Want to get inspired?
Whether you are a designer, business owner, writer, scientist, or tax advisor: It is likely your job involves at least some tasks that require creativity. And even if your work leaves no space for creativity, your private life surely does: The way you dress, make your food or interact with loved ones can be a means of creative expression. As Bukowski once said: “Even opening a can of tin can be an art”. It all depends on how you do it.
Most of us also know what it means to feel run down, uninspired or burnt out: It happens to the best of us. But don’t worry: We’ve assembled our favourite inspirational quotes from great artists, designers and innovators to help you get you motivated, inspired and ready to create.
10 quotes to get your creative juices flowing
1. Leonardo DaVinci
It may be surprising to hear such a statement from Leonardo DaVinci (1452-1519). After all, this Renaissance man is one of the most famous polymaths of all time.
But despite his impressive scale of knowledge and skill in areas spanning art, anatomy, science, architecture, and many other subjects, he understood that keeping things simple is the hardest and most powerful thing of all.
2. Paul Rand
Paul Rand (1914-1996) is one of the most famous graphic designers of all time. He understood the true power of design: We are constantly surrounded and affected by it. From the buildings around us to our coffee mug: Everything is designed. Even trees are programmed to grow a certain way.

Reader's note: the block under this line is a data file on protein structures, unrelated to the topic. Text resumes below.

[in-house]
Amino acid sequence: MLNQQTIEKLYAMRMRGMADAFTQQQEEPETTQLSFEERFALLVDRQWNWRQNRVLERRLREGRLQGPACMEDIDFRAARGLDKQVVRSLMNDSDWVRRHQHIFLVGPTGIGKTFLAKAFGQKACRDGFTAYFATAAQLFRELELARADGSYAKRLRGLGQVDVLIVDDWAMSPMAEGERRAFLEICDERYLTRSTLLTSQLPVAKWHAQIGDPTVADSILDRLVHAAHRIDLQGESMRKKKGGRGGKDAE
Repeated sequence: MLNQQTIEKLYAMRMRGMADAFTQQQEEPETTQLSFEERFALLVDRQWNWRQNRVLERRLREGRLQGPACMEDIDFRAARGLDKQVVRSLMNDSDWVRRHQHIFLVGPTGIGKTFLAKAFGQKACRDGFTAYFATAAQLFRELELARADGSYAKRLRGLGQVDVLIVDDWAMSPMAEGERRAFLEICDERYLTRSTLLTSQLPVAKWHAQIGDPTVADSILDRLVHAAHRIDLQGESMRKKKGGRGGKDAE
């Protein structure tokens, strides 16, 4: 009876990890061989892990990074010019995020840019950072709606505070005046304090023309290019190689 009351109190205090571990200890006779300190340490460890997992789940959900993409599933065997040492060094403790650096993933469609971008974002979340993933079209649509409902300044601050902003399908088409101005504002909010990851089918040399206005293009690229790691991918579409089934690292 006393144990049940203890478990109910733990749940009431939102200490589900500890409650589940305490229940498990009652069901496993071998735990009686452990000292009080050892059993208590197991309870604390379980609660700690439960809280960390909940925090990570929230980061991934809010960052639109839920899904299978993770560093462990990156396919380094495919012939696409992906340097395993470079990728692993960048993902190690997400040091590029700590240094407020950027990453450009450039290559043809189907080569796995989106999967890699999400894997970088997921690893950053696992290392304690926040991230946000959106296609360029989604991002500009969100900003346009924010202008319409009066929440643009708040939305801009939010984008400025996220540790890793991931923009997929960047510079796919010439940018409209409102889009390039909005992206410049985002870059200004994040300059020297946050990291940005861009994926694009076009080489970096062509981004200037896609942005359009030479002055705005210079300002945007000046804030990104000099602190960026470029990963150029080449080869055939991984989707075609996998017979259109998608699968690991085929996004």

Realizing the true power of design can help us understand the powerful subconscious effect of every design choice we make. Great power comes with great responsibility. While an awareness of the power we hold may freeze us up instead of freeing our creativity, it is important to also keep it playful…
3. Eddie Martinez
Eddie Martinez is part of the legendary dance company “Tanztheater Wuppertal”. His quote highlights the importance of curiosity as a driving force in reaching excellence. What is true for dance is definitely true for design.
4. Maya Angelou
We live in a fast-paced world. The writer and civil rights activist Maya Angelou knew what is truly important.
5. Jessica Walsh
Jessica Walsh is one of the most successful graphic designers in New York. It takes balls to innovate. Dare to be different and trust your instincts…no more words needed.
6. Charles Bukowski
The poet Charles Bukowski (1920-1994) knew what it’s about…but he wasn’t the only artist to highlight the importance of food…
7. John Cage
The musician John Cage (1912-1992) knew that anything can be a source of inspiration. If you are experiencing a creative block there is a simply way out:
Spend time doing or learning something that has nothing to do with your creative occupation. The most unexpected source is most likely to end up inspiring you in surprising ways…
8. Steve Jobs
Steve Jobs (1955-2011) and his company Apple have transformed the contemporary world in multiple ways. He was famous for his obsession with every detail of his process as he strived for simplicity, functionality, and excellence.